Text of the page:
The Antonine Plague was named after Marcus Aurelius’ family name of Antoninus. Galen_sentence_59

It was also known as the Plague of Galen and held an important place in medicinal history because of its association with Galen. Galen_sentence_60

He had first-hand knowledge of the disease, and was present in Rome when it first struck in 166 AD, and was also present in the winter of 168–69 during an outbreak among troops stationed at Aquileia. Galen_sentence_61

He had experience with the epidemic, referring to it as very long lasting, and described its symptoms and his treatment of it. Galen_sentence_62

Unfortunately, his references to the plague are scattered and brief. Galen_sentence_63

Galen was not trying to present a description of the disease so that it could be recognized in future generations; he was more interested in the treatment and physical effects of the disease. Galen_sentence_64

For example, in his writings about a young man afflicted with the plague, he concentrated on the treatment of internal and external ulcerations. Galen_sentence_65

According to Niebuhr, "this pestilence must have raged with incredible fury; it carried off innumerable victims. Galen_sentence_66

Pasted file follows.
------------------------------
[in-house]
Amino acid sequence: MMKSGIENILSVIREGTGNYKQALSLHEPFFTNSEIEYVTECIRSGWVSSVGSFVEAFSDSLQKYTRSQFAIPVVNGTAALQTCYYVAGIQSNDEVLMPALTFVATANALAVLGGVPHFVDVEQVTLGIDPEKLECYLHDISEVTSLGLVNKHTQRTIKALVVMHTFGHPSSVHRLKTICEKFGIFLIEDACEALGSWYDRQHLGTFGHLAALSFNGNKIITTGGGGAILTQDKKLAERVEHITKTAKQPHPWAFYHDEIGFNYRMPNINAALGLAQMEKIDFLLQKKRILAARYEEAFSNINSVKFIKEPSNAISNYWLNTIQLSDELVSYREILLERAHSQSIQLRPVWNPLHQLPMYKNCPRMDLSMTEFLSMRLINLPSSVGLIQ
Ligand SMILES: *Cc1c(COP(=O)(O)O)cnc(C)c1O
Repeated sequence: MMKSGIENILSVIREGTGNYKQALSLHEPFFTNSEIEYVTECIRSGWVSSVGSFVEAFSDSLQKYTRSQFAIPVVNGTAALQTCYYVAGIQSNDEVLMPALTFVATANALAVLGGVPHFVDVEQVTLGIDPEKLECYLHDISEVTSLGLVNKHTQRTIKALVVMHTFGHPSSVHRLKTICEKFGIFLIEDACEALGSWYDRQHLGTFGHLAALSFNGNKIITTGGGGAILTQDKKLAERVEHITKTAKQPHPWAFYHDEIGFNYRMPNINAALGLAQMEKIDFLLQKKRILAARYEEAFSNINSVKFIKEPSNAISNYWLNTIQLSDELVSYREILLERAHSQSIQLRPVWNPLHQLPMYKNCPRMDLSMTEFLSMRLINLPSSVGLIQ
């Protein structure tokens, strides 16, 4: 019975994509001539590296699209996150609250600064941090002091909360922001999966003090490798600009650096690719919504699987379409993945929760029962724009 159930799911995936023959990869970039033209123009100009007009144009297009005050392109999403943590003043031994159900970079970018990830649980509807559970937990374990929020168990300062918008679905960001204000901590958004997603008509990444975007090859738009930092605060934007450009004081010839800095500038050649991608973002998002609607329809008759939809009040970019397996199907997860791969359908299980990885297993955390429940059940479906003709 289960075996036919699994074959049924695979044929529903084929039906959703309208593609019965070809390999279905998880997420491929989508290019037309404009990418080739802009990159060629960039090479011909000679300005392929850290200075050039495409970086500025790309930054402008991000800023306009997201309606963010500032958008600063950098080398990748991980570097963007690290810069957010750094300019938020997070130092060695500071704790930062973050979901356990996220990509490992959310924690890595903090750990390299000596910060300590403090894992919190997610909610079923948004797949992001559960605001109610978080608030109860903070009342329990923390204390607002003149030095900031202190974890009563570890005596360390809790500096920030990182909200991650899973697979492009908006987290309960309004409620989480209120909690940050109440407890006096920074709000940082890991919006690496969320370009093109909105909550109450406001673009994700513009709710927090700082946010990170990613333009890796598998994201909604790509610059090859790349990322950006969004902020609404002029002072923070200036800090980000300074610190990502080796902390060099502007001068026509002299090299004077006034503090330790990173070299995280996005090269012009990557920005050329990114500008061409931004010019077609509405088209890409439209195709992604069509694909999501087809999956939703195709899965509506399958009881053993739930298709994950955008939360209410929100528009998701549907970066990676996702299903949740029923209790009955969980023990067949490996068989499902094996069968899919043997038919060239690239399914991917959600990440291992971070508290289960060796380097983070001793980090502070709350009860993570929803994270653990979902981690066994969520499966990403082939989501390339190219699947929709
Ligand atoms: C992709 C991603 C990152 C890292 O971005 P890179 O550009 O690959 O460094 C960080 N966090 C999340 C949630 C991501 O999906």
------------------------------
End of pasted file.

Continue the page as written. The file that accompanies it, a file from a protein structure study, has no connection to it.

The ancient world never recovered from the blow inflicted upon it by the plague that visited it in the reign of M. Galen_sentence_67

Aurelius." Galen_sentence_68

The mortality rate of the plague was 7–10 percent; the outbreak in 165–168 would have caused approximately 3.5 to 5 million deaths. Galen_sentence_69

Otto Seeck believes that over half the population of the empire perished. Galen_sentence_70

J. F. Gilliam believes that the Antonine plague probably caused more deaths than any other epidemic during the empire before the mid-3rd century. Galen_sentence_71

Although Galen's description is incomplete, it is sufficient to enable a firm identification of the disease as smallpox. Galen_sentence_72

Galen notes that the exanthema covered the victim's entire body and was usually black. Galen_sentence_73

The exanthem became rough and scabby where there was no ulceration. Galen_sentence_74

He states that those who were going to survive developed a black exanthem. Galen_sentence_75

According to Galen, it was black because of a remnant of blood putrefied in a fever blister that was pustular. Galen_sentence_76

His writings state that raised blisters were present in the Antonine plague, usually in the form of a blistery rash. Galen_sentence_77